The International Information Center for Geotechnical Engineers

Landfill Gas Monitoring Systems - Near Surface Gas Monitoring

3.4 Near Surface Gas Monitoring

 Near surface gas monitoring is the measurement (usually by portable instruments) of gas concentrations within a few inches of the surface of the landfill. A common method of near surface gas monitoring is the use of a portable instrument such as a flame ionization detector (FID). An FID is a scientific instrument that measures the concentration of organic species in a gas stream. The operation of the FID is based on the detection of ions formed during combustion of organic compounds in a hydrogen flame. The generation of these ions is proportional to the concentration of organic species in the sample gas stream.


Figure 12

Figure 14. Flame ionization detector (Matthew Klee, GC Solutions)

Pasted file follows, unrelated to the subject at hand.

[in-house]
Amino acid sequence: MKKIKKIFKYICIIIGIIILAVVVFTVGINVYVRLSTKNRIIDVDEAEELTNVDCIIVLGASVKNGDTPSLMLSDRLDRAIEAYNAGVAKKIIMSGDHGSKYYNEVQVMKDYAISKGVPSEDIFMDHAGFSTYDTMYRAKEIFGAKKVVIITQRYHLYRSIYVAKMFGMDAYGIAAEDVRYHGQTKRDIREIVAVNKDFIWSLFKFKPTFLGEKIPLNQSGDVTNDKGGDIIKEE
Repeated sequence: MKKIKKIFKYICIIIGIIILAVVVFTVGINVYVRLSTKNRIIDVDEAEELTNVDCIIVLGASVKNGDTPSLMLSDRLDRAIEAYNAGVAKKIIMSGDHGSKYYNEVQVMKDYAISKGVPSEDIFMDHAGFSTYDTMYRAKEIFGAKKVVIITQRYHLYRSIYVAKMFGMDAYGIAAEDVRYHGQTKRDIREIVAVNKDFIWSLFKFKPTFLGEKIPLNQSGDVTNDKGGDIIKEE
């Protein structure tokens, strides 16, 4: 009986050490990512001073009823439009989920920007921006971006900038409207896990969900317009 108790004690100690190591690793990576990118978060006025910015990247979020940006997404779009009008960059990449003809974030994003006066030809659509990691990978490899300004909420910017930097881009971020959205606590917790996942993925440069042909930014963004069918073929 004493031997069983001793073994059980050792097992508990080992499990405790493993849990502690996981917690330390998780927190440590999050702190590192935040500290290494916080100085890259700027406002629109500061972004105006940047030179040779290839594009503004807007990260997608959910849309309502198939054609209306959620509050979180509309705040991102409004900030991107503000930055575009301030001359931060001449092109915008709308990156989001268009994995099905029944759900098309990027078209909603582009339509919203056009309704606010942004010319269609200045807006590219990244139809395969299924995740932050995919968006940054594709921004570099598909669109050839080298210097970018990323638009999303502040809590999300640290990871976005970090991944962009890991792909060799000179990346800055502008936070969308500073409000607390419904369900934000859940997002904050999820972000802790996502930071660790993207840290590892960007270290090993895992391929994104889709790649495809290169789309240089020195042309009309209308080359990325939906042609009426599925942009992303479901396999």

The sampling technician walks over the surface of the landfill in either a random method or over a pre-defined grid. The sampling technician records the instrument readings, making careful note of the geographic location of each measurement and the surface conditions, height of the probe inlet from surface, and weather conditions such as wind speed. The measurements may be recorded as parts per million by volume, percent by volume, or percent of lower explosive limit.

Recent studies has shown that using FID as the monitoring device is unreliable. Sample bag or Summa canister can also be used to get a "grab" sample of near surface gas.

Near surface gas monitoring is useful for finding cracks in landfill cover, or the proper locations of installing the soil gas wells.


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